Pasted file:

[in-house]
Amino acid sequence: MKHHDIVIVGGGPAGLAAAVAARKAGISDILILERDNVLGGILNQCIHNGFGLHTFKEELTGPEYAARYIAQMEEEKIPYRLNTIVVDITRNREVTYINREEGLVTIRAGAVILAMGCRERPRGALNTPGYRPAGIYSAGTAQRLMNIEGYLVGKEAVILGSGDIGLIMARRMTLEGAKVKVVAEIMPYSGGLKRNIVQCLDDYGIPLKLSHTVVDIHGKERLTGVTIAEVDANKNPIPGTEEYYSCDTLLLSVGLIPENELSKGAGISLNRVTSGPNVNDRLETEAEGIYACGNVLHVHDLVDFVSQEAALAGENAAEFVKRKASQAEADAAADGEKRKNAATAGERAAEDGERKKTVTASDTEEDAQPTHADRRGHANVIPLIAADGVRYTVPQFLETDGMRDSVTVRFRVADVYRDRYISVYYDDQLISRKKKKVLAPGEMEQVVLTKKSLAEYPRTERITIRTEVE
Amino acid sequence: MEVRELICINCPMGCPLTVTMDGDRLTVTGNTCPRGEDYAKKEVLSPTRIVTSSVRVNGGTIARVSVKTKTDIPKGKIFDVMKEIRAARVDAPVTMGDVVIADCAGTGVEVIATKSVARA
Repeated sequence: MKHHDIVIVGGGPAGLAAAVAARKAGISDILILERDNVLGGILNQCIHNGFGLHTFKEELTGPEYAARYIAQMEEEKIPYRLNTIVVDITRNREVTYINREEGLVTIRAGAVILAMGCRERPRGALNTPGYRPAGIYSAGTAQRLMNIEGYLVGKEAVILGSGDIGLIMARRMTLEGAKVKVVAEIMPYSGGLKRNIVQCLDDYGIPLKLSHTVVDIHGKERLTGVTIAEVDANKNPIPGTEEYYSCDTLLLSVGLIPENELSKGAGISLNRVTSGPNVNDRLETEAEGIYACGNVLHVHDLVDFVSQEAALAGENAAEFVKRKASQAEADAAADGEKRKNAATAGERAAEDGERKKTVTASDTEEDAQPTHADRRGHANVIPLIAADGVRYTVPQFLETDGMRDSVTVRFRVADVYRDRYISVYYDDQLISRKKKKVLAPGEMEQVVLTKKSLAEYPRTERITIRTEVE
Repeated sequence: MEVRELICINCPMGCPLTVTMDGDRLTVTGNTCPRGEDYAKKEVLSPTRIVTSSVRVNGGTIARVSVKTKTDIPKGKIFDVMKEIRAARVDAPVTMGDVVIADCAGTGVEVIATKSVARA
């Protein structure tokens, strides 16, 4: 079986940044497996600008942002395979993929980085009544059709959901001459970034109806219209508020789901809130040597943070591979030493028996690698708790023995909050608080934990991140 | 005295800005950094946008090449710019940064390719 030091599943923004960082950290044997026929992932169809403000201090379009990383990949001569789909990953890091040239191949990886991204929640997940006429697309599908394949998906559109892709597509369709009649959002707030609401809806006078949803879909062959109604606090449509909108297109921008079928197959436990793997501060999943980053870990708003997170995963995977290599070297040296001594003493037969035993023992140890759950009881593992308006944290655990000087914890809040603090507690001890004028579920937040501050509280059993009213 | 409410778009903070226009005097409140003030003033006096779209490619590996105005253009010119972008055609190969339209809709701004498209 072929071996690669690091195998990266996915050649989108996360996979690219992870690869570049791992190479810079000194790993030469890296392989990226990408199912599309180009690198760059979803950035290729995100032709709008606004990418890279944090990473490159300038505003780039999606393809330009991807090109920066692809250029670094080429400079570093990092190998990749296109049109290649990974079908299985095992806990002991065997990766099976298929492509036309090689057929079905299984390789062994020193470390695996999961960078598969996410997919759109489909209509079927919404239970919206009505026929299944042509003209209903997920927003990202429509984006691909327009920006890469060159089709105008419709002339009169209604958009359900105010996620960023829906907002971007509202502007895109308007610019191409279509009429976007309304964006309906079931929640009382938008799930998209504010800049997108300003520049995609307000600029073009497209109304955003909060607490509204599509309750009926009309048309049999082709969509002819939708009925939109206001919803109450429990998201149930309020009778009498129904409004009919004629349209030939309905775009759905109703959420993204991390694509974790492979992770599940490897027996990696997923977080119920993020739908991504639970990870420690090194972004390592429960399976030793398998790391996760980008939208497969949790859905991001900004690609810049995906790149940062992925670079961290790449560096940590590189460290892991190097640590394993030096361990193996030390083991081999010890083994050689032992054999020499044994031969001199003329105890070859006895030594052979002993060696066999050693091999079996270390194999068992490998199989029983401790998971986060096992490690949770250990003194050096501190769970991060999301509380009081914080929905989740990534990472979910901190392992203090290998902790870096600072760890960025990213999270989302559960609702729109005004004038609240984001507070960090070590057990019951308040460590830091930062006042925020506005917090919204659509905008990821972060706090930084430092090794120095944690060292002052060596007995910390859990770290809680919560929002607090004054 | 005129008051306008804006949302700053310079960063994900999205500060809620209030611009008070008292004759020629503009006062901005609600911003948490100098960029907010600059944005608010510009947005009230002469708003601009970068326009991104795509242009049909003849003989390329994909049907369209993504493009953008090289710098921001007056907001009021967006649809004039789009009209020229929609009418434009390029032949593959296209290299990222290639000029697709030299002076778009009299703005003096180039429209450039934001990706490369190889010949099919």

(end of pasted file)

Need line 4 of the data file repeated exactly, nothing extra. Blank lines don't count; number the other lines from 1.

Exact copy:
Repeated sequence: MKHHDIVIVGGGPAGLAAAVAARKAGISDILILERDNVLGGILNQCIHNGFGLHTFKEELTGPEYAARYIAQMEEEKIPYRLNTIVVDITRNREVTYINREEGLVTIRAGAVILAMGCRERPRGALNTPGYRPAGIYSAGTAQRLMNIEGYLVGKEAVILGSGDIGLIMARRMTLEGAKVKVVAEIMPYSGGLKRNIVQCLDDYGIPLKLSHTVVDIHGKERLTGVTIAEVDANKNPIPGTEEYYSCDTLLLSVGLIPENELSKGAGISLNRVTSGPNVNDRLETEAEGIYACGNVLHVHDLVDFVSQEAALAGENAAEFVKRKASQAEADAAADGEKRKNAATAGERAAEDGERKKTVTASDTEEDAQPTHADRRGHANVIPLIAADGVRYTVPQFLETDGMRDSVTVRFRVADVYRDRYISVYYDDQLISRKKKKVLAPGEMEQVVLTKKSLAEYPRTERITIRTEVE